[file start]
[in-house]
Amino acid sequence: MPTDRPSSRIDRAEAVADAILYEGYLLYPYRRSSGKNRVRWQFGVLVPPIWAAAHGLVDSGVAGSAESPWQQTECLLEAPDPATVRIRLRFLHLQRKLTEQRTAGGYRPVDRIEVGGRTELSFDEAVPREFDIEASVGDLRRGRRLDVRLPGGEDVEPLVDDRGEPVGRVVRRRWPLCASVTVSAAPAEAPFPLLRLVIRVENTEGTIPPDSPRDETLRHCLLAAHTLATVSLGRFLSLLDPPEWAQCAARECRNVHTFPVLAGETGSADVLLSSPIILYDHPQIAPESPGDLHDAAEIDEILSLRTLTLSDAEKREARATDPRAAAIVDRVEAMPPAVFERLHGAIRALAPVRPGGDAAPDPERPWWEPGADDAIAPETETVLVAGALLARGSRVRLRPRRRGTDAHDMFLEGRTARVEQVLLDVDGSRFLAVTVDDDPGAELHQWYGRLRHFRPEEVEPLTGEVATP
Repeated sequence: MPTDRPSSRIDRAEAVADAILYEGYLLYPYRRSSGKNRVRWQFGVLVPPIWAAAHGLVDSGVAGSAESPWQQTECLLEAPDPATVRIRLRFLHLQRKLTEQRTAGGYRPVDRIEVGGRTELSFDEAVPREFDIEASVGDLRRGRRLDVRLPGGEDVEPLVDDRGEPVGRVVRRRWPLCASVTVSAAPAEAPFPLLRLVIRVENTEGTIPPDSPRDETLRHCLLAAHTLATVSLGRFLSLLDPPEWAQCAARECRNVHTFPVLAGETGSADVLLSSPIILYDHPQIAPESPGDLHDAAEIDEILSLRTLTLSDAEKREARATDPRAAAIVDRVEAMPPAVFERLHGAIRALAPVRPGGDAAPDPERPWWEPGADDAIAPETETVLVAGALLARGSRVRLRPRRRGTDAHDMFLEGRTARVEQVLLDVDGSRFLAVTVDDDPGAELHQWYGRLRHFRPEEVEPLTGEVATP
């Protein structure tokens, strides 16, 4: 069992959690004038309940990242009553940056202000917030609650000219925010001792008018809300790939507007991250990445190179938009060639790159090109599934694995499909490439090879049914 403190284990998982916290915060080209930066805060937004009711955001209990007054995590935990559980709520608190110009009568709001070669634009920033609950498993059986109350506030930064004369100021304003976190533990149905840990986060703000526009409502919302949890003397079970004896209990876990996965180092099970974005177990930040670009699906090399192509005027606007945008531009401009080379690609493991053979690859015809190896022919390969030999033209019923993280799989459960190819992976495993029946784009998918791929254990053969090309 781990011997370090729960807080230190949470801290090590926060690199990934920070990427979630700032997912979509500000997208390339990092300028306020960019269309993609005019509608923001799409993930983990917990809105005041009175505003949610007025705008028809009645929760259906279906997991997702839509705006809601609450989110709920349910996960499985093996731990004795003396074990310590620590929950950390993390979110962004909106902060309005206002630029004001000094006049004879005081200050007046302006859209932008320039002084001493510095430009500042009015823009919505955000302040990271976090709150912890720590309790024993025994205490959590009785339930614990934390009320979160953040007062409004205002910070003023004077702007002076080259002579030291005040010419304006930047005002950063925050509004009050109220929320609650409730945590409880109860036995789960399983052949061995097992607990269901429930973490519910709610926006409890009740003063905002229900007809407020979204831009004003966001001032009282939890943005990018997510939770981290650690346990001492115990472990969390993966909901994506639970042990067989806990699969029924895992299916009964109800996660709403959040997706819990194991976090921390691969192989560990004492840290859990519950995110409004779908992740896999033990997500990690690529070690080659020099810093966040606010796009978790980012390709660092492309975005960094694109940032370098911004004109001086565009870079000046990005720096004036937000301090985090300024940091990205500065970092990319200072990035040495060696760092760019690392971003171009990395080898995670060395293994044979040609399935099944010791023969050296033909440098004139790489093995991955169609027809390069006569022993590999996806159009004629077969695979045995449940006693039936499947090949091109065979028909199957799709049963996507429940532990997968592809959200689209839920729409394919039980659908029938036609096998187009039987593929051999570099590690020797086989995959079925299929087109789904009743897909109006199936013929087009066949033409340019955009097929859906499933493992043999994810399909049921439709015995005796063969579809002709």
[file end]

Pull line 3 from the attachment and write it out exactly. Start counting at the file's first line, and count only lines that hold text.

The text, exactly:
Repeated sequence: MPTDRPSSRIDRAEAVADAILYEGYLLYPYRRSSGKNRVRWQFGVLVPPIWAAAHGLVDSGVAGSAESPWQQTECLLEAPDPATVRIRLRFLHLQRKLTEQRTAGGYRPVDRIEVGGRTELSFDEAVPREFDIEASVGDLRRGRRLDVRLPGGEDVEPLVDDRGEPVGRVVRRRWPLCASVTVSAAPAEAPFPLLRLVIRVENTEGTIPPDSPRDETLRHCLLAAHTLATVSLGRFLSLLDPPEWAQCAARECRNVHTFPVLAGETGSADVLLSSPIILYDHPQIAPESPGDLHDAAEIDEILSLRTLTLSDAEKREARATDPRAAAIVDRVEAMPPAVFERLHGAIRALAPVRPGGDAAPDPERPWWEPGADDAIAPETETVLVAGALLARGSRVRLRPRRRGTDAHDMFLEGRTARVEQVLLDVDGSRFLAVTVDDDPGAELHQWYGRLRHFRPEEVEPLTGEVATP